Manjaro Gnome system destroyed during routine update, and restored

This is a post about my experience restoring a Manjaro Gnome system that was ■■■■■■■ during a routine update. Maybe it will help someone. I'm new to Manjaro but experienced with linux (RedHat -> Gentoo -> Ubuntu -> Manjaro). During the update the white screen of death appeared with the announcement "Oh no! A problem has occurred and the system can't recover." Everything was frozen, even the drop to console mode, so there was no choice but to power off. I'm on a rather new Lenovo X1 Yoga laptop dual booting in UEFI with Windows 10 according to the excellent instructions here: [HowTo] Dual-boot Manjaro - Windows 10 - Step by Step. As suggested I have a second efi partition for the linux system but no second boot partition.

Searching the forums I found I'm not the first to encounter this screen. I had on hand an installation live usb stick so I used that to boot, chroot to the system using 'manjaro-chroot -a', and make backups. The warnings on older posts that 'manjaro-chroot-extended' is needed from AUR can apparently be ignored. Still it's necessary to choose '1' for the system listed '0', as written elsewhere.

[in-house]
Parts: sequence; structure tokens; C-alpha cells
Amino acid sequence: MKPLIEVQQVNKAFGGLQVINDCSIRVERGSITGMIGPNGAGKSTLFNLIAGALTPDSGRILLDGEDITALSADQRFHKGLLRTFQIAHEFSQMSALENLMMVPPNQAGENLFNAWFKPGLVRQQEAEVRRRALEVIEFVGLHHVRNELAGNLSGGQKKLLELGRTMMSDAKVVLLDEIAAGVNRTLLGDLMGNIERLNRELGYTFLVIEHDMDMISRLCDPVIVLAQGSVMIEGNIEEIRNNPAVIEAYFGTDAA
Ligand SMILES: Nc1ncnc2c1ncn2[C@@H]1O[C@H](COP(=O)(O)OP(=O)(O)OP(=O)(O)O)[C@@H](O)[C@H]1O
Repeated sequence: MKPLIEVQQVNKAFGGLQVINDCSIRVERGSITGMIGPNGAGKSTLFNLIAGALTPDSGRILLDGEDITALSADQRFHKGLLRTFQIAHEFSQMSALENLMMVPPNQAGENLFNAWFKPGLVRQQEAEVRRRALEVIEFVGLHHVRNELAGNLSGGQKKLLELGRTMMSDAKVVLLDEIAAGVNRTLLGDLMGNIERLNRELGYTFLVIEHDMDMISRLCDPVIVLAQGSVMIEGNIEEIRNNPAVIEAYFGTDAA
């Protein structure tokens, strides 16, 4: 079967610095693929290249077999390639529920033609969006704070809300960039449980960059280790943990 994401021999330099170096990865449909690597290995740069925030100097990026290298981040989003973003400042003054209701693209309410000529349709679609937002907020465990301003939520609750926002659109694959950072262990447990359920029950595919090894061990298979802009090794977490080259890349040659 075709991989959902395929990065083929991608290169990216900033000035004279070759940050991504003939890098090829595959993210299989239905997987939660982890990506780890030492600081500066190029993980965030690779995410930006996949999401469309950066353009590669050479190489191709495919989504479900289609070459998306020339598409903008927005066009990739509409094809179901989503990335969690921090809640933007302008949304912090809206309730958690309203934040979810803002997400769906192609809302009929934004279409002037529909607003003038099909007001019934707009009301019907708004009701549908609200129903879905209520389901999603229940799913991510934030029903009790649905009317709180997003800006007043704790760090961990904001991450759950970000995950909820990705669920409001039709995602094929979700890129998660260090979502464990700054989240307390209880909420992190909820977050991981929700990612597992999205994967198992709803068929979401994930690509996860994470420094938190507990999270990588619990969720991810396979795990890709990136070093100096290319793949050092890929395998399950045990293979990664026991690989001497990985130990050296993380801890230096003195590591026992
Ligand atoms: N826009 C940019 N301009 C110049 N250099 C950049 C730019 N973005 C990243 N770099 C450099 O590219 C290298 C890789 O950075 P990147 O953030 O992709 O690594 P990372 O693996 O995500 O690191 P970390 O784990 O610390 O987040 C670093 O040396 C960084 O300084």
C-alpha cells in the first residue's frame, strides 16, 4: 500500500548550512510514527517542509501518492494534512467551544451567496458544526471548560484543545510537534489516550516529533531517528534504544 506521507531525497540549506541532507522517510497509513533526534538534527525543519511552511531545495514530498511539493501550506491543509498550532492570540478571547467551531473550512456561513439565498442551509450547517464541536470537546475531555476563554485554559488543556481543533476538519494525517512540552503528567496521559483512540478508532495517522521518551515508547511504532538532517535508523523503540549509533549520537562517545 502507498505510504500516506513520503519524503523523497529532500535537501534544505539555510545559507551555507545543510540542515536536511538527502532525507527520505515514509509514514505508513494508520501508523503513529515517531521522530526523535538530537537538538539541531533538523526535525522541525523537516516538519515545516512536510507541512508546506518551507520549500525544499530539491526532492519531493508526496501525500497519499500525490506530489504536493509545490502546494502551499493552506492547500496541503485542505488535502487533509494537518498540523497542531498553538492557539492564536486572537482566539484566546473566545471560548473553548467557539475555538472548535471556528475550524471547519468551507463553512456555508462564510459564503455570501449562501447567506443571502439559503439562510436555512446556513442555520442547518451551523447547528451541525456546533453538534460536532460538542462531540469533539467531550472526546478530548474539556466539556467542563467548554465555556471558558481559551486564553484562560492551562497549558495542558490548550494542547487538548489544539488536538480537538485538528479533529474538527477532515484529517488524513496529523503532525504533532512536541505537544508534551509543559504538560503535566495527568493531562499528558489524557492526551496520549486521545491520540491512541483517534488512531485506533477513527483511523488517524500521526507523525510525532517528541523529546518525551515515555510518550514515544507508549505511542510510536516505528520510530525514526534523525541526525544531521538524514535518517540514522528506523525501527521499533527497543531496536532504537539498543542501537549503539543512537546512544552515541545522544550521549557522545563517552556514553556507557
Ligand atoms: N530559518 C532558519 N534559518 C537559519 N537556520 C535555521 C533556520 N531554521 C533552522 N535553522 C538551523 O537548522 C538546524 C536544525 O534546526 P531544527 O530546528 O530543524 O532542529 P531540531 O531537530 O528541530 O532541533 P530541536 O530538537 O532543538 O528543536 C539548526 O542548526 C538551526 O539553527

The following steps were a downward spiral until I couldn't even boot the windows, yet all the diagnostics seemed to pass. 'pacman -Syyu' finished with "there is nothing to do" and efibootmgr showed all the entries in the right place. Looking closer, I saw that my kernel file in /boot/vmlinuz-5.4-x86_64 had a length of 0 bytes. I removed it and did pacman -S linux, which brought a new kernel (5.4.31-1-MANJARO) but no boot. I also noticed that /proc/cmdline listed BOOT_IMAGE=/boot/vmlinuz-x86_64 ... without the kernel version. I tried making a link to the new kernel but to no avail. I made a new initramfs with 'mkinitcpio -P', and still no boot.